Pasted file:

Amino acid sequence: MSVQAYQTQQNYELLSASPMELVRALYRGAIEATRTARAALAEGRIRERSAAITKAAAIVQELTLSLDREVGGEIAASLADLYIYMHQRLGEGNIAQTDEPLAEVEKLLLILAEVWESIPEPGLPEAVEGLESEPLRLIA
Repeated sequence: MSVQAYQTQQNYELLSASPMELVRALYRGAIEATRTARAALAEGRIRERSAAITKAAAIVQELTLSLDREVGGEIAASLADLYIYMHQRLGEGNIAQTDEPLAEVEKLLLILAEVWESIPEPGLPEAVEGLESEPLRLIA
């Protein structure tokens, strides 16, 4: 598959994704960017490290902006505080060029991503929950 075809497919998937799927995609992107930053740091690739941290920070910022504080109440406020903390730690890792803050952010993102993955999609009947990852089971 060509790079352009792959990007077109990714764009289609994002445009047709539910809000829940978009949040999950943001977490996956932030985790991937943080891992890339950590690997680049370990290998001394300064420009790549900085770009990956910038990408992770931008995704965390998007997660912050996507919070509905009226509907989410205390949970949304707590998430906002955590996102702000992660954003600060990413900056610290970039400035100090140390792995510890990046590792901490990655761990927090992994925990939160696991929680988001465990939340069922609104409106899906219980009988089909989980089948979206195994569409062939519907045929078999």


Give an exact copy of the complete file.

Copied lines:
Amino acid sequence: MSVQAYQTQQNYELLSASPMELVRALYRGAIEATRTARAALAEGRIRERSAAITKAAAIVQELTLSLDREVGGEIAASLADLYIYMHQRLGEGNIAQTDEPLAEVEKLLLILAEVWESIPEPGLPEAVEGLESEPLRLIA
Repeated sequence: MSVQAYQTQQNYELLSASPMELVRALYRGAIEATRTARAALAEGRIRERSAAITKAAAIVQELTLSLDREVGGEIAASLADLYIYMHQRLGEGNIAQTDEPLAEVEKLLLILAEVWESIPEPGLPEAVEGLESEPLRLIA
């Protein structure tokens, strides 16, 4: 598959994704960017490290902006505080060029991503929950 075809497919998937799927995609992107930053740091690739941290920070910022504080109440406020903390730690890792803050952010993102993955999609009947990852089971 060509790079352009792959990007077109990714764009289609994002445009047709539910809000829940978009949040999950943001977490996956932030985790991937943080891992890339950590690997680049370990290998001394300064420009790549900085770009990956910038990408992770931008995704965390998007997660912050996507919070509905009226509907989410205390949970949304707590998430906002955590996102702000992660954003600060990413900056610290970039400035100090140390792995510890990046590792901490990655761990927090992994925990939160696991929680988001465990939340069922609104409106899906219980009988089909989980089948979206195994569409062939519907045929078999």